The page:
In a society that tells us to hate our partners’ exes, this friendship is an oddity.
After the first few months of dating, we become entirely enamored with our significant other. We can comfortably begin to shed the masks that we wore just to make a good impression. Soon enough, however, past relationships inevitably cast a shadow of curiosity. We are just wired as human beings to wonder about our predecessor, to compare, and even compete.
Whether it be the one who got away, the deranged ex, the mother of his children, we wonder. Naturally, we are supposed to despise this particular person classified under the undesirable “ex” category.
A singer mentioned this very thing at a gig I attended recently. “I ran into my boyfriend’s ex and gave her the evil eye. I sized her up and down. I was cuter.” We are supposed to dislike this stranger just for existing, merely for being part of his life before he met you. Possibly for being his first time, or his best time, or worst time, for introducing him to the best curry joint in town and taking him to a sweet music show.
Last year around this time, my boyfriend said his ex-girlfriend, J., was coming over for guitar lessons. I thought that sounded innocent enough. But then that little voice of insecurity nagged at me. The voice that told me to hate her—but I could not.
I was home when she came over on that blustery Sunday afternoon. I introduced myself cordially and conveniently finished brewing my cup of tea. I kept a respectful distance in the nearby guest bedroom. She had long, wavy blond hair that flowed daintily down her back. She had a sweet, young face with skin as smooth as ceramic.
In the adjoining room, I imagined possibilities: a rekindling between the two, my boyfriend’s musical stylings inspiring her to love him again. This is ridiculous hogwash, I told myself. Our relationship was solid and pure. She was now happily married.
I sauntered to get myself a mid-afternoon snack and to offer her one. We began talking, she had her degree in nutrition and was interested in holistic health. She was fascinated by my description of cutting lactose out of my diet to prevent inflammation and relieve my symptoms of rheumatoid arthritis. We both liked to read, write, and she even worked at the library.
We talked for nearly an hour straight, with my boyfriend strumming on his guitar and looking somewhat bewildered. I developed a friend crush. We exchanged information.
I hungrily perused her blog and I asked my boyfriend if he thought it would be weird to email her to ask her to coffee, to friendship. I felt giddy with excitement at the possibility of a friend that I could connect with on an intellectual, spiritual, and holistic level. He consented, with the caveat that the basis of our friendship not be discussing him or their past relationship. I agreed.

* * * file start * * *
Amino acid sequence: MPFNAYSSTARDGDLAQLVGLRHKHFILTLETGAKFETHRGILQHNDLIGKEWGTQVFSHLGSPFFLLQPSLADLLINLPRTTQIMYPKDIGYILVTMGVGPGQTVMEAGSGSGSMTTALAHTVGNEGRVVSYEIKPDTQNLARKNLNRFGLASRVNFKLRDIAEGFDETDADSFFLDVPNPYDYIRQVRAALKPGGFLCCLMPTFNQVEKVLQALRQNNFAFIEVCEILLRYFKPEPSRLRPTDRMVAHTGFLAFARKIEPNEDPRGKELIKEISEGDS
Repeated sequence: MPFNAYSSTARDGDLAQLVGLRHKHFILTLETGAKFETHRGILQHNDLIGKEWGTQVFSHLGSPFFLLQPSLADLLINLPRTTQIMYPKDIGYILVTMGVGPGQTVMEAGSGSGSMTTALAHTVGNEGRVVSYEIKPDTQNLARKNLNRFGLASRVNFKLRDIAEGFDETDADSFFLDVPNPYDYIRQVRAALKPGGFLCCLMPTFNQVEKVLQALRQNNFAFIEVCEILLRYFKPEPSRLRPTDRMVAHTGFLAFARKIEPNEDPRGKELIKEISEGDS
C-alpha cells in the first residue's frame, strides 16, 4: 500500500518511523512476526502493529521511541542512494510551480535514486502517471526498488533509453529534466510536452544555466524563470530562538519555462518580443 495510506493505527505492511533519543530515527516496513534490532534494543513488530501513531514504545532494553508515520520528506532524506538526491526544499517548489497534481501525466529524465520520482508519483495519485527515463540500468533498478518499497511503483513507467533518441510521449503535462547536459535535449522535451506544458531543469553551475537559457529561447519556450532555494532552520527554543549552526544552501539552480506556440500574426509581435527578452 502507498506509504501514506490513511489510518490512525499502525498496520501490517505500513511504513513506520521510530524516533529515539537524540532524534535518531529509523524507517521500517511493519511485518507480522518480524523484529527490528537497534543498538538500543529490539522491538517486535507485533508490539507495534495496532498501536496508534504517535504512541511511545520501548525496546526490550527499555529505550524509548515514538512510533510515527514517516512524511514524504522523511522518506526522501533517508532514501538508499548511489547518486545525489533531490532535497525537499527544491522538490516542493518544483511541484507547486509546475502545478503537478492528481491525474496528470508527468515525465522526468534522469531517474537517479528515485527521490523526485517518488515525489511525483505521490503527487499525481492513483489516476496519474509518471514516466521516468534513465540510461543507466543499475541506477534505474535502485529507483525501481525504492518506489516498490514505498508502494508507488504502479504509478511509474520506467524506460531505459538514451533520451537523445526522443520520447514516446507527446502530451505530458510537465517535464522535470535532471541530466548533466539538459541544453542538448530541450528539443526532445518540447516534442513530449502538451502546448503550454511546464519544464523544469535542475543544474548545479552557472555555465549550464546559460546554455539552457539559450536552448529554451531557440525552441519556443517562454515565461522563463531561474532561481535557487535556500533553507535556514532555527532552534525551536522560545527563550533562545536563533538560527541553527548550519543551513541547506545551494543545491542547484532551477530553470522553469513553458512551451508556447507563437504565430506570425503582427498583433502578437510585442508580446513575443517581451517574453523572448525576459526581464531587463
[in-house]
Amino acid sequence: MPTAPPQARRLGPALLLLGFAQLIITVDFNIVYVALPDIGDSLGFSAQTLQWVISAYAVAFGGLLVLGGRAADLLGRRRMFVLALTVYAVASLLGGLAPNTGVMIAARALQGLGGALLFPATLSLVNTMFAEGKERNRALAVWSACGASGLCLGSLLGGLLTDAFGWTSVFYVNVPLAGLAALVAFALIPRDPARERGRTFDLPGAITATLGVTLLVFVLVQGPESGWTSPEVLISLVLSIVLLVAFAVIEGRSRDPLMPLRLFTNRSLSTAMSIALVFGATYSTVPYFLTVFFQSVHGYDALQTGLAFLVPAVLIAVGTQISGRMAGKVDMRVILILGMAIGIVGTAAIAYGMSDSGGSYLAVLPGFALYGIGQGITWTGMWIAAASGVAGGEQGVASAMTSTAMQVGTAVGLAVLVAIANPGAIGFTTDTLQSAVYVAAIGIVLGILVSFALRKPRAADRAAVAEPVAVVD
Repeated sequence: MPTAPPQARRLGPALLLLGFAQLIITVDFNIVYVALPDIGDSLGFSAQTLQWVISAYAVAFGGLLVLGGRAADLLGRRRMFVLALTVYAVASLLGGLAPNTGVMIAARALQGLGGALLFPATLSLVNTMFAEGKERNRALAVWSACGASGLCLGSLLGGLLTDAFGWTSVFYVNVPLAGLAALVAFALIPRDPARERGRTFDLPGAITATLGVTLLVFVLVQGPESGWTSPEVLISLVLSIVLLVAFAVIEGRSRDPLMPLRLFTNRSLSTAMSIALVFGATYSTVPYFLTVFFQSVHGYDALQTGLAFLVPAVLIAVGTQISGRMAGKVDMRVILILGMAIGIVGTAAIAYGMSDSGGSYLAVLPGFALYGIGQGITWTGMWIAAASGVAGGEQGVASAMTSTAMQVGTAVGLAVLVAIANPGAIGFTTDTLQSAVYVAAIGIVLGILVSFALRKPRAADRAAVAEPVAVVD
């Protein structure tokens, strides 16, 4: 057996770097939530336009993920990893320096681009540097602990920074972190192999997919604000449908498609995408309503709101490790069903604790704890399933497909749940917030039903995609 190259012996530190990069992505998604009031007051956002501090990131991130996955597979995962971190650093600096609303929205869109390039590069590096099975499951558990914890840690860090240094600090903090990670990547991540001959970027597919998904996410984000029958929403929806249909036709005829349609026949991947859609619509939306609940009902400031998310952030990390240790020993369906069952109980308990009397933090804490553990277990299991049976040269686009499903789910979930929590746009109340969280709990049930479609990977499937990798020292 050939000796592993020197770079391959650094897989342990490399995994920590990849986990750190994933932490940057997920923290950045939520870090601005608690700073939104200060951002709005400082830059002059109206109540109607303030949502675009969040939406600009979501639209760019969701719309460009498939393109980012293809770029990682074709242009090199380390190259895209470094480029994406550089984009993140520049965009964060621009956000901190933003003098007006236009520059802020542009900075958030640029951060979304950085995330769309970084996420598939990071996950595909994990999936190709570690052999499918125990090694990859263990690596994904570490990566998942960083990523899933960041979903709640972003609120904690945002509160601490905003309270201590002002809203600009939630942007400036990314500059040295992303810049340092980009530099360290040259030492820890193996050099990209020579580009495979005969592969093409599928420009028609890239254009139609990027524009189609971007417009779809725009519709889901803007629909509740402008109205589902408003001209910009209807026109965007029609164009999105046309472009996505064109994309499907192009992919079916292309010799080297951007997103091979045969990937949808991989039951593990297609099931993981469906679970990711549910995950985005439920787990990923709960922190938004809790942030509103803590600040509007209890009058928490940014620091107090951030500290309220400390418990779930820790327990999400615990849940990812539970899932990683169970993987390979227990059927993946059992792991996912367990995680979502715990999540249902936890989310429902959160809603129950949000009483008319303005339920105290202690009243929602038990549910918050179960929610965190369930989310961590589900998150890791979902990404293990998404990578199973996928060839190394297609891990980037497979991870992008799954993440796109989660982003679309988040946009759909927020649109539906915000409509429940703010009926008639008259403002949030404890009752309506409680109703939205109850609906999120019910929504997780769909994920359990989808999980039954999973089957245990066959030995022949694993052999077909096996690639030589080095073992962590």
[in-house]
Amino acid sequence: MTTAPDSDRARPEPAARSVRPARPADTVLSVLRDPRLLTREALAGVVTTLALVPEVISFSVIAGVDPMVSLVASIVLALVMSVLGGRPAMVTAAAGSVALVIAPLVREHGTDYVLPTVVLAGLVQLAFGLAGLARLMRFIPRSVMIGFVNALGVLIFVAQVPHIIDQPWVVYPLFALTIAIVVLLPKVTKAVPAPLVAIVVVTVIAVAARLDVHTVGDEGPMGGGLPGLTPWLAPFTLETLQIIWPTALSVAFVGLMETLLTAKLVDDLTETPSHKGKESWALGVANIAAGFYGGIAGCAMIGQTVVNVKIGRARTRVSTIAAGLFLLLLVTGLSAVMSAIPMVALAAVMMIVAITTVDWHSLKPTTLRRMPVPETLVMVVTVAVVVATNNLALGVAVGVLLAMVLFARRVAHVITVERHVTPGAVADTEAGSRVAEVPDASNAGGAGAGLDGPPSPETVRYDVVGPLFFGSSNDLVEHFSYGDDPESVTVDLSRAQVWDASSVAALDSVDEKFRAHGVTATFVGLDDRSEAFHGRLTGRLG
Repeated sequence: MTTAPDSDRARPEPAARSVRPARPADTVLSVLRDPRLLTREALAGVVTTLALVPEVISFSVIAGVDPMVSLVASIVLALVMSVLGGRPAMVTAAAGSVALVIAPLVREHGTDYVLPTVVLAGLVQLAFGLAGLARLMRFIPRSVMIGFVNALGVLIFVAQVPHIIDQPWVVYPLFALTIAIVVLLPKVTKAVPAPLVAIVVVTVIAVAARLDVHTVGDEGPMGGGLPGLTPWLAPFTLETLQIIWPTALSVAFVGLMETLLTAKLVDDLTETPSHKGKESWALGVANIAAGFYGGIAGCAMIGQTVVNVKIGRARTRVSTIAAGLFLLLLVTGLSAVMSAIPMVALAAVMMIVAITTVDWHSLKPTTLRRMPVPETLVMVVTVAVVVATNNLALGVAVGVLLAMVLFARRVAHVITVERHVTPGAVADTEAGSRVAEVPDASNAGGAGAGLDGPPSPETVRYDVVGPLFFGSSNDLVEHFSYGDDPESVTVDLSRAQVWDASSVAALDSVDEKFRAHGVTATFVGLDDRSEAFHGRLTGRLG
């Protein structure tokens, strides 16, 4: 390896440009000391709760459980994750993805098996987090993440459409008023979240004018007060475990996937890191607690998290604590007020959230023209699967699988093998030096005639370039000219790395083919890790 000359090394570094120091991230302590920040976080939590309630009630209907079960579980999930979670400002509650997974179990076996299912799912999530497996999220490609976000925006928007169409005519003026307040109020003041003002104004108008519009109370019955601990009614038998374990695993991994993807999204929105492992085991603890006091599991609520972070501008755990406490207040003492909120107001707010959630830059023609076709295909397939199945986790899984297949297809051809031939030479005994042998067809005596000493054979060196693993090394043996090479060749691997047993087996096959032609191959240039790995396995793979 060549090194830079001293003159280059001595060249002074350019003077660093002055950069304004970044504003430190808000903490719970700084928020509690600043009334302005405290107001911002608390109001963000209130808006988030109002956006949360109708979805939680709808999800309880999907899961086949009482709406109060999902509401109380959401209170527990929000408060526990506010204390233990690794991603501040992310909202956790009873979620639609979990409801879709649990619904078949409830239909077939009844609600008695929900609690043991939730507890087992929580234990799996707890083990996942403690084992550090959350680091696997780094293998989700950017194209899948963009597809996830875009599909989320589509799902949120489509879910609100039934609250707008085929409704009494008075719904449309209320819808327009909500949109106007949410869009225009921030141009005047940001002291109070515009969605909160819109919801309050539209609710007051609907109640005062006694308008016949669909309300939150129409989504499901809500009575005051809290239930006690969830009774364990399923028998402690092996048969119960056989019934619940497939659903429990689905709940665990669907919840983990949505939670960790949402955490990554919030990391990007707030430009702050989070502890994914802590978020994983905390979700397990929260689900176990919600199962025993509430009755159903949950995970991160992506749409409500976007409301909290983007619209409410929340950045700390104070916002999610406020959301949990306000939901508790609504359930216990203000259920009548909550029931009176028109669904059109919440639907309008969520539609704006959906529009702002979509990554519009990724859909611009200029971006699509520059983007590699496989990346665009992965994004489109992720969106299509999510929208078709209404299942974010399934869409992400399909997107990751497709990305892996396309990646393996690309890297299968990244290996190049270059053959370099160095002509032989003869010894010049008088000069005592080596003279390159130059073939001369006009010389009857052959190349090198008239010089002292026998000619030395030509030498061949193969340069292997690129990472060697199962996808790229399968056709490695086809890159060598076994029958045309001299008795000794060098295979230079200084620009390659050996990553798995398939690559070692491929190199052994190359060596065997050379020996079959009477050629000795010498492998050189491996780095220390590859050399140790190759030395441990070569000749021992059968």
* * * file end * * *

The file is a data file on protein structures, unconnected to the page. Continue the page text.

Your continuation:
I trembled as I emailed her with the nerves of asking someone out on a first date. Upon receiving her reply, my heart leapt into my throat. She compared her excitement about our friendship to the anticipation of planning a slumber party as a 12-year-old girl.
We bonded over chai tea and pastries. There was scarcely a lilt in conversation and the only reason we stopped is that I had another obligation. Otherwise, I’m sure we would have continued talking until the sun sank into the horizon.
We started going to Saturday morning yoga classes together, then we signed up for a memoir-writing class.
I welcomed the new friendship. I had sifted through a fair amount of friends between graduating college, switching jobs, and quitting drinking in the last few years. Close friends moved or had other endeavors, such as marriage, babies, grad school, or the Peace Corps. I remained in Fargo and felt somewhat stagnant on the friend front until I met J.
We communicated on a cosmic level. We simply were two bleeding hearts with an affinity for books, holistic health, playing bass, and surviving seasonal depression. We just happen to have dated the same guy.
In a society that tells us to hate our partners’ exes, this friendship is an oddity. People gape at us when we tell them how we met, baffled at how the enemies could possibly unite.
It’s fun to challenge the relationship paradigms we are supposed to live by and create ones that work best for our own lives.
Otherwise, I’d be missing out on one of the best friendships of my life. And a good friend—a friend of the soul—is damn hard to find.
Tessa Torgeson is a social worker by day and aspiring writer, yogi, friend and cat lady by night. She works and freezes her bones off in Fargo, North Dakota.